The seed for Epishow was planted about 10 years ago, when Bennett, who had previously worked in TV as a video editor and producer, became a producer for Engadget's podcast. The various programs Bennett used to record interviews and edit them made the process of creating a podcast frustrating, he said.
Fast-forward to 2015, and Bennett looked to launch a new product for his company Vidpresso, which helps broadcasters incorporate social media into their live TV coverage. Bennett, along with co-founders Justin Carter and Pauli Ojala, came back to this idea of finding a way to make podcasting easier and more efficient.
"So, I was like, what if you could just do the entire podcast, end-to-end, all the way from recording the audio, editing the audio, sending it to iTunes; what if you could do that all in one tool?" Bennett said. "So, that's what Epishow's goal is. We're trying to make it so instead of having to use a billion tools to do your job, you can use our tool to do everything."
Because of the basic nature of Epishow, the tool is really meant for novice podcasters that have always been too intimidated to create a podcast or that just want something no-hassle to help them record, edit and distribute a podcast quickly, according to Bennett. If you're someone that's already making podcasts with a specific workflow, Epishow is probably not for you in its current state, Bennett stated. However, once Epishow officially launches, Bennett said he sees it as a tool that podcasters of all levels of expertise will be able to use.
Until then, Epishow has some kinks to work out. Launching Epishow's public beta on Monday was one of Bennett's short-term goals for the app. However, when he spoke with T-Lounge using Epishow the Friday before that, the call was unable to be completed probably because of the computer's distance from the Wi-Fi router, according to Bennett.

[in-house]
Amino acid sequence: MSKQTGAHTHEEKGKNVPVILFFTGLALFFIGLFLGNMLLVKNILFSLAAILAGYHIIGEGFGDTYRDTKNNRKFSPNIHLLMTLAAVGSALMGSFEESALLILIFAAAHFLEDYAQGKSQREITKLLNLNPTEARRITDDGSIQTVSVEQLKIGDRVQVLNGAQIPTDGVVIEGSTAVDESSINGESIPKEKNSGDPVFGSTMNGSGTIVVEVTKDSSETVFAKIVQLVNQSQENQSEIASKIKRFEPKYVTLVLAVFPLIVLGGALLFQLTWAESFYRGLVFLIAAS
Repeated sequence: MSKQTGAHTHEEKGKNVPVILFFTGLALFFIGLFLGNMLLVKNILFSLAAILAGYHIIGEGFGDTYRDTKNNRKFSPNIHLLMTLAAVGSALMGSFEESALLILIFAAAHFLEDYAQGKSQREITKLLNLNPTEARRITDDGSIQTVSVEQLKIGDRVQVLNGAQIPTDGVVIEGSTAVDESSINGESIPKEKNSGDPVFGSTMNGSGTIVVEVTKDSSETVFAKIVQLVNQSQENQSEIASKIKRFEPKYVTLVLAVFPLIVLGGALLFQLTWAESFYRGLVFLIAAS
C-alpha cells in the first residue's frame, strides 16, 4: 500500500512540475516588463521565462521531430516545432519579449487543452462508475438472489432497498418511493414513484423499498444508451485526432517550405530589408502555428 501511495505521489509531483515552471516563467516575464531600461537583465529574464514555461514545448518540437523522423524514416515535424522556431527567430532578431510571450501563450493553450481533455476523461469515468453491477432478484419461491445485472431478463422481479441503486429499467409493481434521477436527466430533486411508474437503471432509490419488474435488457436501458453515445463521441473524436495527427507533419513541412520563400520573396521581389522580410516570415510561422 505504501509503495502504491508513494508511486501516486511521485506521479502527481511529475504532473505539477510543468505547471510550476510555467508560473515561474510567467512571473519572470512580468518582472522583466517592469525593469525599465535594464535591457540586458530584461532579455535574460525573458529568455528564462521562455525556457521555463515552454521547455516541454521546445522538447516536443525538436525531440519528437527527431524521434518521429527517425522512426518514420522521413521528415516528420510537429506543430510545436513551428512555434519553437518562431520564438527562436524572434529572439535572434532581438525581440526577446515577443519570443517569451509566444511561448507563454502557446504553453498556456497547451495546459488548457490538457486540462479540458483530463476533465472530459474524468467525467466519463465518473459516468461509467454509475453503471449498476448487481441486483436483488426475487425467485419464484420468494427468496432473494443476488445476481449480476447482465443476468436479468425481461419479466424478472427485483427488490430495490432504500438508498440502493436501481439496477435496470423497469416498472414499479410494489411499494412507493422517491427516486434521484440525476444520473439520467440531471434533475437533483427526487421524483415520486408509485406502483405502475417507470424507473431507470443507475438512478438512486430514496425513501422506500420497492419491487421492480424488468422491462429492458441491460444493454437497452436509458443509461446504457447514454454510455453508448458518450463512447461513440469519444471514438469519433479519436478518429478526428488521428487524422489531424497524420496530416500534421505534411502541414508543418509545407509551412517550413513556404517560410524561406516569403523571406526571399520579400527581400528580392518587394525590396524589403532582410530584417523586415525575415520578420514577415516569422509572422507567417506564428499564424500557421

Still, bugs are always to be expected on the road to launching a new piece of software. Bennett said he intends on making sure Epishow is ready before its final version is released at some point in the future. He also stated he plans to introduce more features into the tool, such as an editing function, but as of now, he said he doesn't know how something like that would work or when it would be added. Bennett also hasn't decided whether or not users will have to pay to use Epishow when it is officially released.
Since Epishow is still a work in progress, Bennett and his team are open to user feedback, so much so that they want user preferences to help shape the kind of tool Epishow will eventually become. Epishow has a Slack chat room that anyone can join, in addition to forms to report bugs and provide feedback on the app's website.
"The way we're really going to build it is based on whoever uses it; every day you come in and use the software, we're going to build the feature that you want," Bennett said. "It's an open development process. We're trying to build it in public."
Accessibility is what Epishow is all about, after all.
Photo: Andréanne Germain | Flickr